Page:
Microsoft: Xbox Consoles Are Immune To The Specter and Meltdown Bugs of Intel and AMD CPUs

The serious bugs of Specter and Meltdown discovered recently in processors of AMD and Intel do not affect in any way the family consoles of Xbox such as Xbox One/One S and Xbox One X. The confirmation comes directly from Mike Ybarra of Microsoft.

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347d ago Replies(3)
GottaBjimmyb347d ago (Edited 347d ago )

Hmm, doesn't make sense considering specter pulls kernal level data direct from the CPU. I suspect mike ybarra is wrong, or maybe he just was referring to meltdowb, which would be the case anyway as that only effects intel CPUs.

Princess_Pilfer347d ago

AMD processors in general are immune to meltdown, at least as far as Google knows. They coulnd't get in that way. It's only specter that could affect AMD systems, and preventing it is a simple OS update. I'd sotra expect the Xbox to be either immune to both, or immune to meldown and easily patched to be immune to specter just based on the fact that it's AMD hardware, before even getting into architectural differences

GottaBjimmyb347d ago (Edited 347d ago )

I suppose assuming Java is the only implementation (it is not, that is just what other browsers are doing to resolve this short term bandaid basically) It also helps that the xbox one has a curated software library.

The issue is, the vulnerability is not limited to java or manual downloads, it could accidentally be installed onto a flash drive, (unlikely, but possible) transmitted via Windows SMB, or other network sharing formats, making it a much bigger concern in conglomeration with a router that has been infected (much more common that you would expect) these things are not addressed in current windows patches, even the ones specifically for meltdown and spectre. However, what is being ignored even further is the reality that an infect phone or tablet are far more likely and can easily effect other devices on the network in quite a few easy ways, especially if you have certain interfacing software between your devices. Frankly, I don't think there is or will be a fix for spectre software-wise generally speaking, just being generally attentive.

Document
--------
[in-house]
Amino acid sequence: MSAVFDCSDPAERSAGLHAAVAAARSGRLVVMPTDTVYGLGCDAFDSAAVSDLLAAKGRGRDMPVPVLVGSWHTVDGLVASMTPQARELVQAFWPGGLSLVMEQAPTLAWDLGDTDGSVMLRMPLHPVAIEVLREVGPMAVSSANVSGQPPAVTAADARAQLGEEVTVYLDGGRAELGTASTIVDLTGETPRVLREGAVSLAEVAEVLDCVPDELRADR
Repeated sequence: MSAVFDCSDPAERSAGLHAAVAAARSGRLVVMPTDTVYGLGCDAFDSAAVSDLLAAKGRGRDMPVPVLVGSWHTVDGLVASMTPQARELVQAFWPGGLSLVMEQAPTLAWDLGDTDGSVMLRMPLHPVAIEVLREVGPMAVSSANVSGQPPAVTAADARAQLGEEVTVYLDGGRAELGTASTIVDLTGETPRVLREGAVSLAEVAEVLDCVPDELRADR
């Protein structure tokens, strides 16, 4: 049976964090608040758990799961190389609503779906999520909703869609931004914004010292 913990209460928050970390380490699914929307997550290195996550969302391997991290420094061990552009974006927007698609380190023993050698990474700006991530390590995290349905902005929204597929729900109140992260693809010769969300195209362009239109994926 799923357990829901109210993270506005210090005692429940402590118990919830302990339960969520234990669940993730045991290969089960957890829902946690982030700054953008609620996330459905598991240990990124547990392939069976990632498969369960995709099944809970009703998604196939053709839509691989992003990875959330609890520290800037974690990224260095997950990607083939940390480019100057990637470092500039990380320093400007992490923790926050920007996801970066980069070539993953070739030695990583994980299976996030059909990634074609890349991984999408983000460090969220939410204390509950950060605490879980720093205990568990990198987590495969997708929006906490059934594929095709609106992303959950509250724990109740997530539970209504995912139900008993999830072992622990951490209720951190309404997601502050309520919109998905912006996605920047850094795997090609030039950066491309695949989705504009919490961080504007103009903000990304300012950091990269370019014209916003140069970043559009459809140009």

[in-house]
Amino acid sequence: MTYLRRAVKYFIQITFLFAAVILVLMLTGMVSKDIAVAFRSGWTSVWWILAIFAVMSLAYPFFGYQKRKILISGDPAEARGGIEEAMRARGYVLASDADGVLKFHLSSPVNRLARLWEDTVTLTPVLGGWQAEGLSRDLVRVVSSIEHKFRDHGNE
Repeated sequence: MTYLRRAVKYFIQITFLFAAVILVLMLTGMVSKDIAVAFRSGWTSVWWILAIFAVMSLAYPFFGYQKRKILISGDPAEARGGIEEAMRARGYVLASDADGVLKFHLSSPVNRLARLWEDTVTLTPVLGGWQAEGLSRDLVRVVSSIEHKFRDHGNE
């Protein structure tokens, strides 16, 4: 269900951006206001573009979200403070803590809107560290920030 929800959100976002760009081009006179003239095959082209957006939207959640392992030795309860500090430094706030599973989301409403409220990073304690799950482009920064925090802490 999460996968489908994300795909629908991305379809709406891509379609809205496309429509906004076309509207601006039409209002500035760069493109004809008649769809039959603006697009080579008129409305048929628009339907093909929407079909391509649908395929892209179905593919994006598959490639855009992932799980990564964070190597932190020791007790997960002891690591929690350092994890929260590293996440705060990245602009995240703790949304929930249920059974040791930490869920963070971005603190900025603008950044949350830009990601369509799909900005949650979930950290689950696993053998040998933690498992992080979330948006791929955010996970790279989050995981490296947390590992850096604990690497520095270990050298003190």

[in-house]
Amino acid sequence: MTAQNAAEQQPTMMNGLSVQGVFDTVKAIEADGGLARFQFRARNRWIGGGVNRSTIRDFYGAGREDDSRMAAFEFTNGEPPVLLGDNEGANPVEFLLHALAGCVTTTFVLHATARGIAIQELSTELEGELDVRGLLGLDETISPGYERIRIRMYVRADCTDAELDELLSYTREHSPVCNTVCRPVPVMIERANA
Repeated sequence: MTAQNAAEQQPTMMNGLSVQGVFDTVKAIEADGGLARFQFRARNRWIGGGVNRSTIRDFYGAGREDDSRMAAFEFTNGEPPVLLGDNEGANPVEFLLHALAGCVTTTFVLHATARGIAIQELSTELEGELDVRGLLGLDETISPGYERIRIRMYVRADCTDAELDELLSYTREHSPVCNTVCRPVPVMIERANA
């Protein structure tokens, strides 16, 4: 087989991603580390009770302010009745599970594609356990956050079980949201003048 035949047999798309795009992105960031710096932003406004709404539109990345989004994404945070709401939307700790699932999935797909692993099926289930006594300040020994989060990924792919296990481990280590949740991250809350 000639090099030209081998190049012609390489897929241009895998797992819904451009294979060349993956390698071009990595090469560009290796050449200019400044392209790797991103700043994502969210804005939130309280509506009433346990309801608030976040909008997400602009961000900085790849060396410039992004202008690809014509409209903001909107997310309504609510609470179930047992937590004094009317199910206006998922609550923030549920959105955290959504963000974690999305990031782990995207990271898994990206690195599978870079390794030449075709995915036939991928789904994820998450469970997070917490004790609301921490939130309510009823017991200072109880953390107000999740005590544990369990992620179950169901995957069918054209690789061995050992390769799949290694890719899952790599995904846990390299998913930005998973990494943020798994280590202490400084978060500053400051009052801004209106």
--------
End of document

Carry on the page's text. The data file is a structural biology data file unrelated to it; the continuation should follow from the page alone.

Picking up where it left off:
Ulf347d ago (Edited 347d ago )

Keep in mind that the CPUs in all the recent consoles are evolved versions of the AMD Steamroller/Piledriver/Bulldoz er architecture. I doubt they are even capable of speculative execution, which is probably why they are immune to Meltdown.

Avoiding Specter would just be an OS patch. Heck, the console OS may have already been safe.

OpenGL347d ago

Actually Jaguar is more closely related to Athlon / Athlon II / Phenom.

OoglyBoogly347d ago

Due more to the OS and software than the actual hardware. I'm sure the physical CPU's themselves are still vulnerable.

OpenGL347d ago

This, although it might be possible to actually take advantage of it on your own Xbox One using the developer mode and creating your own Xbox One app. That won't have any purpose as a hack / vulnerability for regular users though.

GottaBjimmyb346d ago (Edited 346d ago )

This is my point, I think obviously they are fully immune to meltdown due to hardware architecture, though I find it hard to believe they can fully discount spectre. I do think it is much more secured than it would be on a standard OS, but I can think of multiple ways it could still be implemented, though I HIGHLY doubt anyone would waste the time to target individual machines with spectre, especially individual machines that are more secure than a standard windows PC that has far more information potentially accessible.

My only point is, I think the title of this article is wrong, specifically the word "immune," especially since even ybarra himself did not use that phrasing, because, it just isn't true.

I think a far more accurate title would be to quote the tweet itself, not make a false conclusion and make your own title. Further, I would actually even go further and suggest that Xbox actually may be the most vunerable of the 3 consoles due to certain features it has and how they are implemented, though to be clear, they are all FAR more secure than a standard PC and frankly, I would say the risk is almost zero, for a well-informed user, even on a personal/individual windows PC.

rainslacker346d ago (Edited 346d ago )

Generally a bug which is started by software would only be executed if said software actually existed on the system. Since code that affects the hardware on the system has to be signed, it's highly unlikely that you'd ever see a bug like this come to the console since it'd be found during the "signing" process.

Potentially, it could be initiated by a web browser intrusion, however, given the nature of the hypervisor implementation of OS related tasks on the system, it's highly unlikely it would crash the hardware, although it could potentially cause the system to crash as it shuts down to prevent damage. However, given the deeper software layer protection against the hypervisor, the application trying to run the malicious code would likely just be shut down first.

I don't know the specific way that these bugs are sent to hardware, so can't say for sure, but I'd imagine that if the bug itself executes on standard hardware calls to the x86 processors from either CPU maker, then it's not immune. However, I can say that the symptoms are likely never to show up, because infection would never happen.

I guess if the hardware itself is immune, or if it's just the nature of the OS and software layer that make it immune are pointless to actually consider, as the end result is that people are unlikely to have to face the bug on their systems. It can make for an interesting and informative technical discussion though.

jznrpg347d ago Show
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